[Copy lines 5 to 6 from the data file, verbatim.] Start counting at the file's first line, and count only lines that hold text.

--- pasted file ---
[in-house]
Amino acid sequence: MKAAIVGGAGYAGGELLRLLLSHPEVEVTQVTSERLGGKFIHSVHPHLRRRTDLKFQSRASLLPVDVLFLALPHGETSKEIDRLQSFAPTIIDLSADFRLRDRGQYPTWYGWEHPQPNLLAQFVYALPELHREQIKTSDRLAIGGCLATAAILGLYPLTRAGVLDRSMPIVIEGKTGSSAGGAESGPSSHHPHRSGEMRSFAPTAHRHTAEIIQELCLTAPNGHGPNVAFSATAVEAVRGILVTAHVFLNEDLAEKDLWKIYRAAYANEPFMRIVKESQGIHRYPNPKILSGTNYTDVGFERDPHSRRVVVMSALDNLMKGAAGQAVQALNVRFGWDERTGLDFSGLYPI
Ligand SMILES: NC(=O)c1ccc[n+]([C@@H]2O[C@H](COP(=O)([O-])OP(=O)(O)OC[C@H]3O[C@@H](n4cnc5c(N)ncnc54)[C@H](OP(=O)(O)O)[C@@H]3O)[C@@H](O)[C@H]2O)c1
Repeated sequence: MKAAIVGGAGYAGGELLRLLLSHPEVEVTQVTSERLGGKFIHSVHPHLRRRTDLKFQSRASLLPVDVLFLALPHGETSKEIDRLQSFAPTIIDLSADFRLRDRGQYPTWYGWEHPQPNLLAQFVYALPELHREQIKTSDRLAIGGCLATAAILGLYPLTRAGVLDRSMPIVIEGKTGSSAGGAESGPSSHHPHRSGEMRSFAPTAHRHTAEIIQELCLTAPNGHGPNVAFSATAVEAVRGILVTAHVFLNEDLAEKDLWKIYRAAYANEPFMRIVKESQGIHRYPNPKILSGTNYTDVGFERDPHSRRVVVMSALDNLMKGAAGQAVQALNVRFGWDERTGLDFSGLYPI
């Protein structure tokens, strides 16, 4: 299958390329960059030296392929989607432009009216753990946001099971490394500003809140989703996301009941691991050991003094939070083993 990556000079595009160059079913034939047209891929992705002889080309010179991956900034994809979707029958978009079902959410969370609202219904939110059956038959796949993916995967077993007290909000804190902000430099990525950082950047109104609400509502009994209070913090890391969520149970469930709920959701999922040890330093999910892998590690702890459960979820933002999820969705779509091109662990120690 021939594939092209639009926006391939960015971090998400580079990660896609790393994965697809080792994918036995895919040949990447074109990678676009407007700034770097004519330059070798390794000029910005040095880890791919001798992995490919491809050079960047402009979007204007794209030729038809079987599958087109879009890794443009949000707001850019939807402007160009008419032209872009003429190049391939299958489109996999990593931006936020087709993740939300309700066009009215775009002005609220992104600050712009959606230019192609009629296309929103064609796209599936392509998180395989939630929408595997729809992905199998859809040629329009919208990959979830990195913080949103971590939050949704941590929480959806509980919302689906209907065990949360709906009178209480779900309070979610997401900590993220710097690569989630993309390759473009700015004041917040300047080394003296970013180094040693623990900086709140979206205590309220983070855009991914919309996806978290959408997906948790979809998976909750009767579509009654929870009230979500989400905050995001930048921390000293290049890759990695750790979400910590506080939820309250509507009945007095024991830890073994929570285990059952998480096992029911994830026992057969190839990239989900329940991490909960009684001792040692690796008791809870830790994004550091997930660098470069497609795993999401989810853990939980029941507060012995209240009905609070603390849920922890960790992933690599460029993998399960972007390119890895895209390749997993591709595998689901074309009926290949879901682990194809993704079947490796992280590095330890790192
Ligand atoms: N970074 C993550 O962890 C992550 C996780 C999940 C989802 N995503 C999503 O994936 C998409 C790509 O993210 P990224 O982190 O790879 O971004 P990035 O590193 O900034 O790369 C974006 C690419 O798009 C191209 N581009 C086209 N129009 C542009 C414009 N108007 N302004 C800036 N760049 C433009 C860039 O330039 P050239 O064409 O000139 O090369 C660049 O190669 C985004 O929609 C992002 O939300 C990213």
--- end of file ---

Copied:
């Protein structure tokens, strides 16, 4: 299958390329960059030296392929989607432009009216753990946001099971490394500003809140989703996301009941691991050991003094939070083993 990556000079595009160059079913034939047209891929992705002889080309010179991956900034994809979707029958978009079902959410969370609202219904939110059956038959796949993916995967077993007290909000804190902000430099990525950082950047109104609400509502009994209070913090890391969520149970469930709920959701999922040890330093999910892998590690702890459960979820933002999820969705779509091109662990120690 021939594939092209639009926006391939960015971090998400580079990660896609790393994965697809080792994918036995895919040949990447074109990678676009407007700034770097004519330059070798390794000029910005040095880890791919001798992995490919491809050079960047402009979007204007794209030729038809079987599958087109879009890794443009949000707001850019939807402007160009008419032209872009003429190049391939299958489109996999990593931006936020087709993740939300309700066009009215775009002005609220992104600050712009959606230019192609009629296309929103064609796209599936392509998180395989939630929408595997729809992905199998859809040629329009919208990959979830990195913080949103971590939050949704941590929480959806509980919302689906209907065990949360709906009178209480779900309070979610997401900590993220710097690569989630993309390759473009700015004041917040300047080394003296970013180094040693623990900086709140979206205590309220983070855009991914919309996806978290959408997906948790979809998976909750009767579509009654929870009230979500989400905050995001930048921390000293290049890759990695750790979400910590506080939820309250509507009945007095024991830890073994929570285990059952998480096992029911994830026992057969190839990239989900329940991490909960009684001792040692690796008791809870830790994004550091997930660098470069497609795993999401989810853990939980029941507060012995209240009905609070603390849920922890960790992933690599460029993998399960972007390119890895895209390749997993591709595998689901074309009926290949879901682990194809993704079947490796992280590095330890790192
Ligand atoms: N970074 C993550 O962890 C992550 C996780 C999940 C989802 N995503 C999503 O994936 C998409 C790509 O993210 P990224 O982190 O790879 O971004 P990035 O590193 O900034 O790369 C974006 C690419 O798009 C191209 N581009 C086209 N129009 C542009 C414009 N108007 N302004 C800036 N760049 C433009 C860039 O330039 P050239 O064409 O000139 O090369 C660049 O190669 C985004 O929609 C992002 O939300 C990213």